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From: RDBILLMIRE <""@erols.com>
Subject: Wellerism
Date: Tue, 24 Feb 1998 15:23:54 -0200

Sometime ago I wrote to Bill Mitchell asking him about the phrase ' to
each his own, said the old lady as she kissed the cow. ' He put my query
on the list, but no one seemed to have an answer. One day, while looking
up a definition for another word I saw the word ' wellerism ' - wrote
Merriam Webster and here's the answer to my question.
The following is my letter to, and return letter from, Merriam Webster.

Date: Sat, 14 Feb 1998
RE: Meriam Webster definition of WELLERISM:
Pronunciation: 'we-l&-"ri-z&m
Function: noun
Etymology: Sam Weller, witty servant of Mr. Pickwick in the story
Pickwick Papers
(1836-37) by Charles Dickens
Date: 1839
: an expression of comparison comprising a usually well-known quotation
followed by a facetious sequel (as "`every one to his own taste,' said
the old woman as she kissed the cow")

Is the phrase
" every one to his own taste, said the old lady as she kissed the cow "
one used by Dickens in ' The Pickwick Papers ' or, is there another
source for this phrase ? If so what is the source ?
My Danishborn grandmother - born 1882 - used the phrase and told me
she heard it as a child. I'd appreciate an answer as to whether the
expression is a true Wellerism, and if not why was it chosen ?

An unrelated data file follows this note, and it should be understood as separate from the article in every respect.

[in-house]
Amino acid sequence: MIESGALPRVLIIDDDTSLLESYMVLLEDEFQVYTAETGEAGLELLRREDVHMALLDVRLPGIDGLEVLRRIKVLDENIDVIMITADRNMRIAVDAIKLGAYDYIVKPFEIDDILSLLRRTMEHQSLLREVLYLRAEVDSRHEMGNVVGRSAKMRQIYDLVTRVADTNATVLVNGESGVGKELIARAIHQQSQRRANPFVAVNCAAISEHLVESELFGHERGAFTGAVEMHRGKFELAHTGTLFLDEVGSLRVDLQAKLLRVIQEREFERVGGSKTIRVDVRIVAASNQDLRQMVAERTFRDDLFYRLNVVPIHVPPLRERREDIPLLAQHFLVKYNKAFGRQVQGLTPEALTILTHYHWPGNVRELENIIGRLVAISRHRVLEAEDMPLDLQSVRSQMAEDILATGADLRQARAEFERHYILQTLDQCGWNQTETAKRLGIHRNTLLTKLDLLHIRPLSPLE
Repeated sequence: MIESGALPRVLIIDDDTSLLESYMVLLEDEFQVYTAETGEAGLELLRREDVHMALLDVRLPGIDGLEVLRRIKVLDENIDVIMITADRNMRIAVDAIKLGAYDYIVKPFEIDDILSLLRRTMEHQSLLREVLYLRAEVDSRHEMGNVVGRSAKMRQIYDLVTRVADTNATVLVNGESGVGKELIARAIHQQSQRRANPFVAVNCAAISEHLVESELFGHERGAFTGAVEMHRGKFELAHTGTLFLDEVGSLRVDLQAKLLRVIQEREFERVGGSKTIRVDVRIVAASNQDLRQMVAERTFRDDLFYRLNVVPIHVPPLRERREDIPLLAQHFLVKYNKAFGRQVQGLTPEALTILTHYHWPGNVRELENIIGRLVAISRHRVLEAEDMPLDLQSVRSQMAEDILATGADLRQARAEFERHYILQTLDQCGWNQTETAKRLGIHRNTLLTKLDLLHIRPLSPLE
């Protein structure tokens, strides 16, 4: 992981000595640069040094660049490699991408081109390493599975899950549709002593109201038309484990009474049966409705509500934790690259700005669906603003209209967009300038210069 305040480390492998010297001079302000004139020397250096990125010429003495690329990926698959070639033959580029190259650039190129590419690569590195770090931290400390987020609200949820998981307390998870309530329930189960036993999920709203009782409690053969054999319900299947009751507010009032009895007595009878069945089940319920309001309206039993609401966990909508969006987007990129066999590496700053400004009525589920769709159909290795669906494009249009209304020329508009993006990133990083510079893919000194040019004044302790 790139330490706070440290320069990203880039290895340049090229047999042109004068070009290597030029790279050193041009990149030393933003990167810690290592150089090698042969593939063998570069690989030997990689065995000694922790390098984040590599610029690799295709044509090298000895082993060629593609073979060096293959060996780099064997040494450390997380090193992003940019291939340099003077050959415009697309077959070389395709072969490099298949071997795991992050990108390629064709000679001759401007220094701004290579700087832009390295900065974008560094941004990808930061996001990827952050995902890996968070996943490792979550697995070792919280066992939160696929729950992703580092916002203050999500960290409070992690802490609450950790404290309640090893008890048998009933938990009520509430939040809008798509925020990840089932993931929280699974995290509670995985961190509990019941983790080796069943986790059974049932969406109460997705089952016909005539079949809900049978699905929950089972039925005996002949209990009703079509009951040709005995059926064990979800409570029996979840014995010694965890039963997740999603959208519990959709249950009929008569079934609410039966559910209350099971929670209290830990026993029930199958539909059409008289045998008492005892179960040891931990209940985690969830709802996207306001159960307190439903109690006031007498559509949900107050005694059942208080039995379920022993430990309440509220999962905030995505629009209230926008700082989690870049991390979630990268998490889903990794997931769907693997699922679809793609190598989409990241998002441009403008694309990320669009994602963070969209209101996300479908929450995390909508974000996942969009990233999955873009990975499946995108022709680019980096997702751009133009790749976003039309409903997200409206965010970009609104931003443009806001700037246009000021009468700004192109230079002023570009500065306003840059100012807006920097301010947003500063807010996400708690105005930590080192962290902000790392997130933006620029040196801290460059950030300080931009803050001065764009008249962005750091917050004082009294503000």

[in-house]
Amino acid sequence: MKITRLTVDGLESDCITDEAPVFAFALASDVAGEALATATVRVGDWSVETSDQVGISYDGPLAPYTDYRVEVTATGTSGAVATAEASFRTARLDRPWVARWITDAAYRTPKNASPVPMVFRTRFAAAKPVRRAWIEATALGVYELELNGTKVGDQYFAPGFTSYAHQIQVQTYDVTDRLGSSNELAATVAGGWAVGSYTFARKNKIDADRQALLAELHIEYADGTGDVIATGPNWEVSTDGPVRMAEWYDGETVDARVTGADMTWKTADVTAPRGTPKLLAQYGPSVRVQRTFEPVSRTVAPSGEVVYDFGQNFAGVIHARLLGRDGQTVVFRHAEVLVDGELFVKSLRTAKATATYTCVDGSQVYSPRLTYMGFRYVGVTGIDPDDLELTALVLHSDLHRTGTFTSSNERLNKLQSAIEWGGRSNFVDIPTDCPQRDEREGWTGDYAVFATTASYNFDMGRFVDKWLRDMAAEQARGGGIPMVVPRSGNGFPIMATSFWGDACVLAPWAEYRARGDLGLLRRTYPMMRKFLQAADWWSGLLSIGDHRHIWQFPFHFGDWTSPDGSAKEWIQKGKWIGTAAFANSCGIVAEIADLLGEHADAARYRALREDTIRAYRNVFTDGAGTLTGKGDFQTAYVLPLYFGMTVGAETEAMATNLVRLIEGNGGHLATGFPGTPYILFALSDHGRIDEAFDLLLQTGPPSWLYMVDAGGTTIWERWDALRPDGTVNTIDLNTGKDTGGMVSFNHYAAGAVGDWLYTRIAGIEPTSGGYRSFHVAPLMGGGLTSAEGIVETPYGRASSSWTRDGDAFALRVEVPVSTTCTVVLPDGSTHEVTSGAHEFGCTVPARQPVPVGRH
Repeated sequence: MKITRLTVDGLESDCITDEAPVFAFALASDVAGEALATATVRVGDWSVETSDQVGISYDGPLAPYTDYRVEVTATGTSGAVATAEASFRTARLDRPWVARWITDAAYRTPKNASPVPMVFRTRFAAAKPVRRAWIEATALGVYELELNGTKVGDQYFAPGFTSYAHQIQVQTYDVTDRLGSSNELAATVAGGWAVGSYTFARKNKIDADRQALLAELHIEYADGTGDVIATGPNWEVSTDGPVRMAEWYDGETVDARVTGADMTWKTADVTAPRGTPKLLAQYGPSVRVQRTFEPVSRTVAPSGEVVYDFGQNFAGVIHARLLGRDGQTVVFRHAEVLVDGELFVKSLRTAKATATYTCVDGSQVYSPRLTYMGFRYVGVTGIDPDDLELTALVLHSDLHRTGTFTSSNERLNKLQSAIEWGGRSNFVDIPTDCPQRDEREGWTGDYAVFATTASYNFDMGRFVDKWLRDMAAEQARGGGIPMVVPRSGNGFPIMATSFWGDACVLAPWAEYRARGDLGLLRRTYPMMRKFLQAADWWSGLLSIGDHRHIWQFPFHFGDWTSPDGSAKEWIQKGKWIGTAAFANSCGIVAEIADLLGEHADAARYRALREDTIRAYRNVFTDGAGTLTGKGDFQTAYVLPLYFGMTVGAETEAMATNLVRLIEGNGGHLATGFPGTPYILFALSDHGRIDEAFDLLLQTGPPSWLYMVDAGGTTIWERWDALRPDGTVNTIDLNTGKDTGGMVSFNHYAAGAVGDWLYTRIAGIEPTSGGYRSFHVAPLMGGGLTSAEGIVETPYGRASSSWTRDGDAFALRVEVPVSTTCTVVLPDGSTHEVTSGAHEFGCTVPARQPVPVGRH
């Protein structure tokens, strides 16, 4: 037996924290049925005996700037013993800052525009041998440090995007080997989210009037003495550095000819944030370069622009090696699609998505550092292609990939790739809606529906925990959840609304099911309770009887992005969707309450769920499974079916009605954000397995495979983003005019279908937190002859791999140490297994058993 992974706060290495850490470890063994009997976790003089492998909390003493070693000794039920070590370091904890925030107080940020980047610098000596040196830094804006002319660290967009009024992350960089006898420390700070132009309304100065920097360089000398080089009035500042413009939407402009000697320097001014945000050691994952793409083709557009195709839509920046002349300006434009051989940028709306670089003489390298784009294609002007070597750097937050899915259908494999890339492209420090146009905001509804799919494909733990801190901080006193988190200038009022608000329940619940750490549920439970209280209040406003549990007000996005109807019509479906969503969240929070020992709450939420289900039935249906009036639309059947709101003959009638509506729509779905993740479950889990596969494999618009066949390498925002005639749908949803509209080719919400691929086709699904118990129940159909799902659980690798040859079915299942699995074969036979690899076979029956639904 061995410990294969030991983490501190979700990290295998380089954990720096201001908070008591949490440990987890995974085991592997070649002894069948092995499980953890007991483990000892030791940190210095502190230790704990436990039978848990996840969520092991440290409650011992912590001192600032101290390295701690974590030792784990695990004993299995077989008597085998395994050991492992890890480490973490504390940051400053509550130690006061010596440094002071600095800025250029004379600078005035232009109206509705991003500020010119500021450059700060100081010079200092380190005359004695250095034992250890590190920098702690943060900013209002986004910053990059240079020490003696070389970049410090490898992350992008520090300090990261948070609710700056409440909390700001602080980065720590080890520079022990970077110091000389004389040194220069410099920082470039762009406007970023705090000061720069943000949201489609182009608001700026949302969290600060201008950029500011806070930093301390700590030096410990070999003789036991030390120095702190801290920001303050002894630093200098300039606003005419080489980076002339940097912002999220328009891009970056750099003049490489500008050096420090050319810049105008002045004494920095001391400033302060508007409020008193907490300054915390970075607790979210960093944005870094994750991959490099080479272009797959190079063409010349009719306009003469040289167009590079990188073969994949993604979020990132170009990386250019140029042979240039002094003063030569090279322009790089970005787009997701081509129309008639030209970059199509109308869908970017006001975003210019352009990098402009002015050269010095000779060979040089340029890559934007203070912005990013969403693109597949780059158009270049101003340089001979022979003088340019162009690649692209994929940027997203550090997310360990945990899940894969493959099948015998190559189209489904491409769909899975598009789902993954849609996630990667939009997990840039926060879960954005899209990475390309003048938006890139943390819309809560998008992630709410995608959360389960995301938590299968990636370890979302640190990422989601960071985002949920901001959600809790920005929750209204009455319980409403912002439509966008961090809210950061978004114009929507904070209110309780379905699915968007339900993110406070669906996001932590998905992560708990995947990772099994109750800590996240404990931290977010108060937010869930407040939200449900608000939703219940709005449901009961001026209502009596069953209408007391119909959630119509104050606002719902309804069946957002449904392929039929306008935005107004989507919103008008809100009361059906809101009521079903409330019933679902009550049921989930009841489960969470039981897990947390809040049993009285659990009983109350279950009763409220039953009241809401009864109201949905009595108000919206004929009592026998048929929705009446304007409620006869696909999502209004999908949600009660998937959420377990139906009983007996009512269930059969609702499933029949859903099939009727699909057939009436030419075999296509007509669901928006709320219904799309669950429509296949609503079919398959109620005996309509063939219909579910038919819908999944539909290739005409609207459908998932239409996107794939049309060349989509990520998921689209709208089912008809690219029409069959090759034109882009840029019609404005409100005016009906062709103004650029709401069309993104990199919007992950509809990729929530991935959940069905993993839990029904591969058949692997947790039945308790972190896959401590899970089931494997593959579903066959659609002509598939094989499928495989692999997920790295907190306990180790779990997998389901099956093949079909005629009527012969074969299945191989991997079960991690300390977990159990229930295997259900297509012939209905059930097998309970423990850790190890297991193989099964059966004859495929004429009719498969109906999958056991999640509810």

I hope for, and will quite appreciate, an answer.

Eleanor Billmire

The practice of creating in English what came to be known as
"Wellerisms" antedates the use of the term by well over a century.
In the 1690's when Peter Motteux was translating Rabelais, he
used what is now thought to have then been a common English
proverb, "Every one as they like, as the woman said when she kissed
her cow" for the French that Rabelais had written. Jonathan Swift
cited it in his "Polite Conversation" of 1738 as "Why every one as
they like; as the good woman said when she kissed her cow". The
reason that this was chosen as an example of a "Wellerism" in the
Collegiate Dictionary is that it is so recognizable as such. That it
has been known in the US is attested by its use in "Uncle Lisha's
Shop," written by Rowland E. Robinson in 1887, where he transcribes it
as "Everybody to their notion, 's the ol' woman said when she kissed
her kyow."

To answer your question, then, yes, the saying fits the definition
of what the word "Wellerism" means even if it was in circulation long
before Sam Weller was created. Weller's character was so prolific at
this type of speech that his name easily leant itself to defining it.

I hope I've been helpful.

Kathleen M. Doherty

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